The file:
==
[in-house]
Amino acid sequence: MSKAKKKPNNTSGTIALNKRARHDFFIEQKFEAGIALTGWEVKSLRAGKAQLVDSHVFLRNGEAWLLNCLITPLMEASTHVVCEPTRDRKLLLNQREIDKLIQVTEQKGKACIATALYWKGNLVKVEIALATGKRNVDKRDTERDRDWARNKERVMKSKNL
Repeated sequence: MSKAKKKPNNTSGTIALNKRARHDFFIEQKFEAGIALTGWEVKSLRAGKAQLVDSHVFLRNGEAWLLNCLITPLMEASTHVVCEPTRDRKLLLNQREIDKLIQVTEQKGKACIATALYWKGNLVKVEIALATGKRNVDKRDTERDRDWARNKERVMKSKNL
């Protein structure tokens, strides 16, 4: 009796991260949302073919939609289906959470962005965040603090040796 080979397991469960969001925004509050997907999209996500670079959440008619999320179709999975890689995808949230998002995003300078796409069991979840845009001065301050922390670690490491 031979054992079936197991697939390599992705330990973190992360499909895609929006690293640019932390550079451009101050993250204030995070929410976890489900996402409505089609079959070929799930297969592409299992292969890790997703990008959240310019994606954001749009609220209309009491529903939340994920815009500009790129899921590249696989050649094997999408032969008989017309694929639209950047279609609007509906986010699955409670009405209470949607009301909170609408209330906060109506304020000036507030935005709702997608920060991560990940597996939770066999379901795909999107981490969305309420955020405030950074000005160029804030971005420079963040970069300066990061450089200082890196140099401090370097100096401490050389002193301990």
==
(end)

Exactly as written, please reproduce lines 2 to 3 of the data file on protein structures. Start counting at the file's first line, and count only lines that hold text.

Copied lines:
Amino acid sequence: MSKAKKKPNNTSGTIALNKRARHDFFIEQKFEAGIALTGWEVKSLRAGKAQLVDSHVFLRNGEAWLLNCLITPLMEASTHVVCEPTRDRKLLLNQREIDKLIQVTEQKGKACIATALYWKGNLVKVEIALATGKRNVDKRDTERDRDWARNKERVMKSKNL
Repeated sequence: MSKAKKKPNNTSGTIALNKRARHDFFIEQKFEAGIALTGWEVKSLRAGKAQLVDSHVFLRNGEAWLLNCLITPLMEASTHVVCEPTRDRKLLLNQREIDKLIQVTEQKGKACIATALYWKGNLVKVEIALATGKRNVDKRDTERDRDWARNKERVMKSKNL